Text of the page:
The Press Gang: Newspapers and Politics, 1865-1878

By Mark Wahlgren Summers | Go to book overview

Notes

ABBREVIATIONS
CHS Cincinnati Historical Society
HML Rutherford B. Hayes Memorial Library, Fremont, Ohio
HSP Historical Society of Pennsylvania, Philadelphia
ISDAH Iowa State Department of Archives and History, Des Moines
ISHS Illinois State Historical Society, Springfield
ISL Indiana State Library, Indianapolis
LC Library of Congress, Washington, D.C.
LL/IU Lilly Library, Indiana University, Bloomington
LSU Louisiana State University, Baton Rouge
MHS Massachusetts Historical Society, Boston
NHHS New Hampshire Historical Society, Concord
NYPL New York Public Library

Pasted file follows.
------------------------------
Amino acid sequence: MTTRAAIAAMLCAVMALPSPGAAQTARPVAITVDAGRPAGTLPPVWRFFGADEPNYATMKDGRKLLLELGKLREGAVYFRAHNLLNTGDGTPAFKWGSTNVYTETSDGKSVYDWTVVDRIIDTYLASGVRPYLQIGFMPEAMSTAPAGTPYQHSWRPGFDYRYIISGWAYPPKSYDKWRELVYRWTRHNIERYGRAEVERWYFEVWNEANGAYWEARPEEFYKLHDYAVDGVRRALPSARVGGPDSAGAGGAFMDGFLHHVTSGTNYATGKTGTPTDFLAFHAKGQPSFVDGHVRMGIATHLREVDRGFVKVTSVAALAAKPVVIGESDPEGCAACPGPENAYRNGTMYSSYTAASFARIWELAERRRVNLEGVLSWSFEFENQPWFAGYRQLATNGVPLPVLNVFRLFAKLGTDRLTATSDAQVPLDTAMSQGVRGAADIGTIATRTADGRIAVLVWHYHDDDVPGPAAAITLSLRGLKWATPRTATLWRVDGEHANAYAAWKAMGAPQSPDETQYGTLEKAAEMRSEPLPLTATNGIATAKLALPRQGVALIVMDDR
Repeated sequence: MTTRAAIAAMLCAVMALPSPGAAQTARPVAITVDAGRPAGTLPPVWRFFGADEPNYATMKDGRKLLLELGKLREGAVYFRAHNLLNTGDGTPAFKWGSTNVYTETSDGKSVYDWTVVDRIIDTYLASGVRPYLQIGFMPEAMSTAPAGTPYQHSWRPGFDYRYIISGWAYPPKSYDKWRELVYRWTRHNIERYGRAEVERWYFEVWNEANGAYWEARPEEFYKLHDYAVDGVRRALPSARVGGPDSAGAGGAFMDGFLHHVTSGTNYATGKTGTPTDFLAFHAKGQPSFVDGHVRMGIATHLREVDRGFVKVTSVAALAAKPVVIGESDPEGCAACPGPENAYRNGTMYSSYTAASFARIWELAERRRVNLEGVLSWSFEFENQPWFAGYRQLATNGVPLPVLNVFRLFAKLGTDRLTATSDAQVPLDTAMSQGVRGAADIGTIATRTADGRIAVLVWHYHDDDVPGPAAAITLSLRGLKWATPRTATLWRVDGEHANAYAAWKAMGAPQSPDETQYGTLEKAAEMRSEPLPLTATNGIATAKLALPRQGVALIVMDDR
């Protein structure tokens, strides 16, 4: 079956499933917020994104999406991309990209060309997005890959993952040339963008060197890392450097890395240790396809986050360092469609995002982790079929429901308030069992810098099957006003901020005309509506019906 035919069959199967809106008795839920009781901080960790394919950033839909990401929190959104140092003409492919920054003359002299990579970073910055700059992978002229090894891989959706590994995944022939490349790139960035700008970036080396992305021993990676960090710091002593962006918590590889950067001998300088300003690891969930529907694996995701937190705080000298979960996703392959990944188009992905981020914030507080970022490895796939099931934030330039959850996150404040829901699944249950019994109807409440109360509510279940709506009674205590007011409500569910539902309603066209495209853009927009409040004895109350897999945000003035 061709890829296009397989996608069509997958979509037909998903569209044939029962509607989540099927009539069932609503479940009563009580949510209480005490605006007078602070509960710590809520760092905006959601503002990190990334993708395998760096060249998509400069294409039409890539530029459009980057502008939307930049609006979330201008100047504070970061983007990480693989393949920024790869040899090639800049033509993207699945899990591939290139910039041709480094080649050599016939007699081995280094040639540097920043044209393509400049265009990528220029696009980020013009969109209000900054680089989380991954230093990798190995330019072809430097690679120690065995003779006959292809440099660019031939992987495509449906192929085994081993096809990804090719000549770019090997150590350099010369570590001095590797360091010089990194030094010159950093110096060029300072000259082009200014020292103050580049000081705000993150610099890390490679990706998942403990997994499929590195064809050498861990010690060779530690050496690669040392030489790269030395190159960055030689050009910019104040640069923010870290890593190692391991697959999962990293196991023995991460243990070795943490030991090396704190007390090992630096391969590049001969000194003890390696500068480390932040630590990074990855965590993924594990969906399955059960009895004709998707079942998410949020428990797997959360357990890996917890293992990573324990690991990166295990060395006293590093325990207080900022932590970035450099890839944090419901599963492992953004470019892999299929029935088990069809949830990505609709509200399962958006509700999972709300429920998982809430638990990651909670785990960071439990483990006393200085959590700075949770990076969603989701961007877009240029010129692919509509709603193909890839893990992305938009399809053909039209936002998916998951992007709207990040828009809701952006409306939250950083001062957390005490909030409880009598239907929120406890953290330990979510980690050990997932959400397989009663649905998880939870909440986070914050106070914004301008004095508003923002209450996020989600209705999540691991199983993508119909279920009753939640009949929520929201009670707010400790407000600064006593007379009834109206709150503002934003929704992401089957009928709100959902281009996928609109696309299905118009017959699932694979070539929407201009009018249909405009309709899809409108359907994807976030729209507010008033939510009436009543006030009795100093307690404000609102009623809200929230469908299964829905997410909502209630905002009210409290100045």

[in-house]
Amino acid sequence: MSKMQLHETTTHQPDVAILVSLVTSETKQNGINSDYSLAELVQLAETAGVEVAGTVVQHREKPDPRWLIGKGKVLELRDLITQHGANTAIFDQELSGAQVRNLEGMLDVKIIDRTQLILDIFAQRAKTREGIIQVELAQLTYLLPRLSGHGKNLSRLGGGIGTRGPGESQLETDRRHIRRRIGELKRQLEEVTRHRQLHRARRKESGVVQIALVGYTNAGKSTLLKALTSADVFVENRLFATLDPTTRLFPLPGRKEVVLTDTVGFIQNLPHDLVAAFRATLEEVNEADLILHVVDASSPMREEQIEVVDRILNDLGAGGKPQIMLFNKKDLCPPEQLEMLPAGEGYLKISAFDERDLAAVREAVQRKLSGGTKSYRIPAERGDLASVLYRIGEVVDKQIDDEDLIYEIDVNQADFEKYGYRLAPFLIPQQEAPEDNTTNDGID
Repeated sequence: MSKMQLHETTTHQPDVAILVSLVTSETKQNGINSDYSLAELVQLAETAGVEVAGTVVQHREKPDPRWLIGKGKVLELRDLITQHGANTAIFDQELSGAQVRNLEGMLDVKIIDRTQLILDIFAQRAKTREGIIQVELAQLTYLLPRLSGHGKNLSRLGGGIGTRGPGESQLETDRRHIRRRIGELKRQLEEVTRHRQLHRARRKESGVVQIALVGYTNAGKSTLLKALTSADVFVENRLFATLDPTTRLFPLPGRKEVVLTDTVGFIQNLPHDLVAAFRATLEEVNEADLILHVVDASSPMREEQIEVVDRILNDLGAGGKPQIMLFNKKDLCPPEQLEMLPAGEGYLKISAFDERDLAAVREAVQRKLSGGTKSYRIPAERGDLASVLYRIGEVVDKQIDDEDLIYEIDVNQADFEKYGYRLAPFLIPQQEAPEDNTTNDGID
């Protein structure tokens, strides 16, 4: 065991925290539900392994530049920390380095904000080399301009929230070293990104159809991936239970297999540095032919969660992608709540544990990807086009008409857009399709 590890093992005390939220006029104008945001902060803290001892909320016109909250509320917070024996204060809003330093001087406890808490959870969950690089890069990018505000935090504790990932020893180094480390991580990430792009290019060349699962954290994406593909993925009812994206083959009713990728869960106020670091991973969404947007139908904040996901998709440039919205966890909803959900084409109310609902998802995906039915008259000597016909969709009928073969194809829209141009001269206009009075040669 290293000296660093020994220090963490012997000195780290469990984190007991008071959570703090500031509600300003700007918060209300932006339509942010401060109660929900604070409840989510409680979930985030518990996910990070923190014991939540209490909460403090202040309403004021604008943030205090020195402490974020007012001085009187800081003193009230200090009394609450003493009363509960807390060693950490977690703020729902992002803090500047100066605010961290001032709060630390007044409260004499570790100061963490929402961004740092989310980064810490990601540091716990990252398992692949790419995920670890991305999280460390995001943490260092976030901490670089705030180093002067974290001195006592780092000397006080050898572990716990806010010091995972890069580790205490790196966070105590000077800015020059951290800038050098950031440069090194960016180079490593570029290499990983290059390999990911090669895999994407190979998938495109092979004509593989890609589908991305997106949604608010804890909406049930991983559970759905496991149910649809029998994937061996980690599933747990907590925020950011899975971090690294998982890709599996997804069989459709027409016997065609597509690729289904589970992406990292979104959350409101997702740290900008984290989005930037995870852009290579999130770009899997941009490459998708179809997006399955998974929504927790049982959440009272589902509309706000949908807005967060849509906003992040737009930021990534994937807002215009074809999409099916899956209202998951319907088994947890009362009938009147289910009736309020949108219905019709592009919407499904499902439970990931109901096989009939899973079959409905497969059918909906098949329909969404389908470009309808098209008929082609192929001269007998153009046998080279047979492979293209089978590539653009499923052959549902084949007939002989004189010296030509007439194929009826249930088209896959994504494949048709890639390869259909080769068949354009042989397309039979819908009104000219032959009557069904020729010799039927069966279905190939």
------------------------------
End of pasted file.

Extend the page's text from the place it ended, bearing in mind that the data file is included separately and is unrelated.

OHS Ohio Historical Society, Columbus
SC Smith College, Northampton, Massachusetts
SHC Southern Historical Collection, University of North Carolina at
Chapel Hill
SML/ YU Sterling Memorial Library, Yale University, New Haven
UP University of Pennsylvania, Philadelphia
UV University of Virginia, Charlottesville

INTRODUCTION
1.
Harper's Weekly, November 7, 1874; see also November 21, 1874. The epigraph is quoted, and titled "Washington Correspondents," in Washington Sunday Capital, April 23, 1871.
2.
Albert Bigelow Paine, Thomas Nast: His Period and His Pictures ( New York: Pearson, 1904), 278-81, 295-97.
3.
For just such mathematics, see New York Times, October 17, 1874.
4.
Harper's Weekly, November 3, 1866, February 3, 1877. See also July 27, October 26, November 23, 1872, February 28, 1874, April 15, 1876, and, in the backgrounds of "Amphitheatrum Johnsonianum," March 30, 1867. While seeking to avoid the use of gender-specific language in this book, I have retained the term newspapermen when it applies historically. The plain truth is that women report-

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